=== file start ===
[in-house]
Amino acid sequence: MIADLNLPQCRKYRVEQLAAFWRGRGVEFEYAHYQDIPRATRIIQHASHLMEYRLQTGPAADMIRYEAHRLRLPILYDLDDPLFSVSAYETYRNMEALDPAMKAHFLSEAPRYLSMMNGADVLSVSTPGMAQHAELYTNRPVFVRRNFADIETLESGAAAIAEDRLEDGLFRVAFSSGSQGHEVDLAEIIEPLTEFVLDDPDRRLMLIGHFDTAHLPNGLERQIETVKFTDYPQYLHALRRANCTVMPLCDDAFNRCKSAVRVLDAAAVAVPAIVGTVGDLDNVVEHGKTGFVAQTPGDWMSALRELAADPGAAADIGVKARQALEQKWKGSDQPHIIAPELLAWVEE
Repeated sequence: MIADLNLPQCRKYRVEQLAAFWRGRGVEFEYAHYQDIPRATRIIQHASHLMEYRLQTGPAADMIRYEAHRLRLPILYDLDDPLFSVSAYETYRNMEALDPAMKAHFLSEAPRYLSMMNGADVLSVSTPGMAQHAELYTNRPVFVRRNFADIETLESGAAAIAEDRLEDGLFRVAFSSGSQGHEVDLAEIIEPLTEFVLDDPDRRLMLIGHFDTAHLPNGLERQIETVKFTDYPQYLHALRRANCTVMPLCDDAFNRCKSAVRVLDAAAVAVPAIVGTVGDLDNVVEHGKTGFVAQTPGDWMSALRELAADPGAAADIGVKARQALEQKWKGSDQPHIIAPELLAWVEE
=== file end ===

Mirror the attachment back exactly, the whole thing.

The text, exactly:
[in-house]
Amino acid sequence: MIADLNLPQCRKYRVEQLAAFWRGRGVEFEYAHYQDIPRATRIIQHASHLMEYRLQTGPAADMIRYEAHRLRLPILYDLDDPLFSVSAYETYRNMEALDPAMKAHFLSEAPRYLSMMNGADVLSVSTPGMAQHAELYTNRPVFVRRNFADIETLESGAAAIAEDRLEDGLFRVAFSSGSQGHEVDLAEIIEPLTEFVLDDPDRRLMLIGHFDTAHLPNGLERQIETVKFTDYPQYLHALRRANCTVMPLCDDAFNRCKSAVRVLDAAAVAVPAIVGTVGDLDNVVEHGKTGFVAQTPGDWMSALRELAADPGAAADIGVKARQALEQKWKGSDQPHIIAPELLAWVEE
Repeated sequence: MIADLNLPQCRKYRVEQLAAFWRGRGVEFEYAHYQDIPRATRIIQHASHLMEYRLQTGPAADMIRYEAHRLRLPILYDLDDPLFSVSAYETYRNMEALDPAMKAHFLSEAPRYLSMMNGADVLSVSTPGMAQHAELYTNRPVFVRRNFADIETLESGAAAIAEDRLEDGLFRVAFSSGSQGHEVDLAEIIEPLTEFVLDDPDRRLMLIGHFDTAHLPNGLERQIETVKFTDYPQYLHALRRANCTVMPLCDDAFNRCKSAVRVLDAAAVAVPAIVGTVGDLDNVVEHGKTGFVAQTPGDWMSALRELAADPGAAADIGVKARQALEQKWKGSDQPHIIAPELLAWVEE